Eventually answering some of the market trader’s and residents complaints below, on 31st January 2015 Liverpool City council announced plans to expand the new Greatie site to create extra parking and space for more traders.
Today Liverpool’s oldest and largest street market moved into its new home. So I decided to go on a circular walk which would include a housewarming visit to the new Greatie.
When I was a boy, in the 1960s, this was part of Liverpool City Centre. And visits to ‘town’ with my parents would always involve trundling between here and Lewis’s and Blackler’s. Then trundling back the other way if TJ’s up here had the right things at the best price, as they often did and still do.
This part of the city is the friendliest to people without much money to spare.
Bulky Bob’s is the social enterprise in Liverpool that collects our unwanted bulky household items. And if they can be recycled they end up on sale here, together with other new furniture.
I used to sometimes work in one of those houses when it was the Council Repairs Office. I wrote about it in ‘Housing in Liverpool and me’.
“Some days I’d be sent off to the sub-office in Netherfield Heights, at the top of the hill in Everton. On the way up there I’d pass The Piggeries. These were three high-rise blocks, built as recently as 1965 and already on their way to being uninhabitable slums. Crosby, Canterbury and Haigh Heights, as they were really called, had recently staged a rent strike, because of the appalling conditions and the Council’s failure to maintain the blocks. Most Council employees entirely blamed the tenants, of course. But, spending some time at the local Repairs Office, on Shaw Street, I was shown how to prioritise and file repair requests. And told to put requests for Piggeries repairs ‘in that box down there’. At the end of the day ‘that box’ was emptied into the bin.”
Obviously when I worked up here you couldn’t see this view for all the tower blocks in the way.
Though then it was never looked on as ‘heritage’ – just a piece of old stuff that had somehow avoided being cleared. Probably what saved it was that it was, and still is, the symbol on the badge of Everton Football Club.
Along here, looking uphill is the site of the huge slab block that was Netherfield Heights.
Fair rents had just been introduced and my main job was to work them out and sort out the rent rebates many people had become entitled to. This of course caused widespread joy and made me briefly popular. Unfortunately, at the same time, the City had disastrously decided to impose a fortnightly rent system, which most people simply never understood. They’d obediently come in, once every two weeks – and pay their rent, their one week’s rent. Debts therefore quickly mounted and all of us staff’s popularity plummeted accordingly.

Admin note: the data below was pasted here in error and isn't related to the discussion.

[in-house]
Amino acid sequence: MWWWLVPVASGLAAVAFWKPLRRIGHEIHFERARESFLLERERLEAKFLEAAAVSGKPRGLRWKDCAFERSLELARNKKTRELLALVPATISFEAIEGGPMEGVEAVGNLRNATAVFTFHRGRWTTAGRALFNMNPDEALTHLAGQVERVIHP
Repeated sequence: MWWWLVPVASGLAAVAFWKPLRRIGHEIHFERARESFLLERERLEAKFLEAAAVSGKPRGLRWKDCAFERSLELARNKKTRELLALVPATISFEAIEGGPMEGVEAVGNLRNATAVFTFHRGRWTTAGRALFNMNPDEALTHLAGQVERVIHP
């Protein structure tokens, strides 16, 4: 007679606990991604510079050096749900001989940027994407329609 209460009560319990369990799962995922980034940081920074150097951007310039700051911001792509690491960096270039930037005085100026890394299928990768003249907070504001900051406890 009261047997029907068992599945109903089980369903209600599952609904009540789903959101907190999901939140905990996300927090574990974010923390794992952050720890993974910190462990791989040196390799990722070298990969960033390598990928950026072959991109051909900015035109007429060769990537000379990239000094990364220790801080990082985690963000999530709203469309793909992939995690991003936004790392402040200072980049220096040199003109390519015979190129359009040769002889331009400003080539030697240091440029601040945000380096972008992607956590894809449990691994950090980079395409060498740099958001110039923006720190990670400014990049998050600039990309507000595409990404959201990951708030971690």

And at the bottom of Roscommon Street here it is.
That’s right. It’s been branded up. Attractively too, but ‘Greatie’ was our word for it. Never written down, let alone graphically designed.
Anyway, I’ll cross the road in a few minutes to see how things are going. But first I want a look around on this side of the street.
Even on this side there was once an attempt to ‘tidy’ the market up.
But as you can see, it was never big enough and so people continued trading on the street.
One of the traders in those days was my Uncle Arthur. Arthur Gerrard, known to everyone as Gerry was the family spiv. Sharp suits and tiny moustache. Whatever you wanted Arthur could ‘put his hands on it’ for you. When Dad’s Army started on the television I was shocked. I thought Uncle Arthur had got a part in it!
OK then, time to cross over and see the new Greatie in its new home.
I talk to some of the traders who think the aisles are a bit narrow. Or maybe it’s this crowded because it’s the first day?
One trader I talk to tells me of one teething problem. They were all only given access to the site at 8:00 this morning, very late for a market that opens to the public at 9:00. Must do better there, because obviously when the market was on the street access was no problem.
I asked him about the rents and he said that at the moment they’re the same as they were over the road but there’s a fear that Geraud, the organisers might soon raise them. (I’ve since been told by Liverpool Market Traders that the rents are being increased in December.)
Thinking of over the road, I keep wondering where those remaining traders would fit over here? Unless much of the parking area could be used the place is jammed full already.
Though there’s also a juice bar in here and another café.
And it’s fair to say most people seem pretty happy with the new place. Trading seems brisk, and friendly as ever.
Though it’s not a street market any more. With space to expand along the road on busy days. And I’ll miss that. Last time me and Sarah came I called it ‘a swaggering beast of a street-market’ and had no idea that by today its swagger would be a little constrained and contained.
But it’s here, it lives and I’m grateful for that.
Right next to it is something else that would get in the way of further expansion.
The other side of where the tunnel is now used to be another market when I was a boy.
I decide to walk into town, there’s a Leonard Cohen LP to be bought.
Time then to put the camera away and head down to Probe Records for that LP.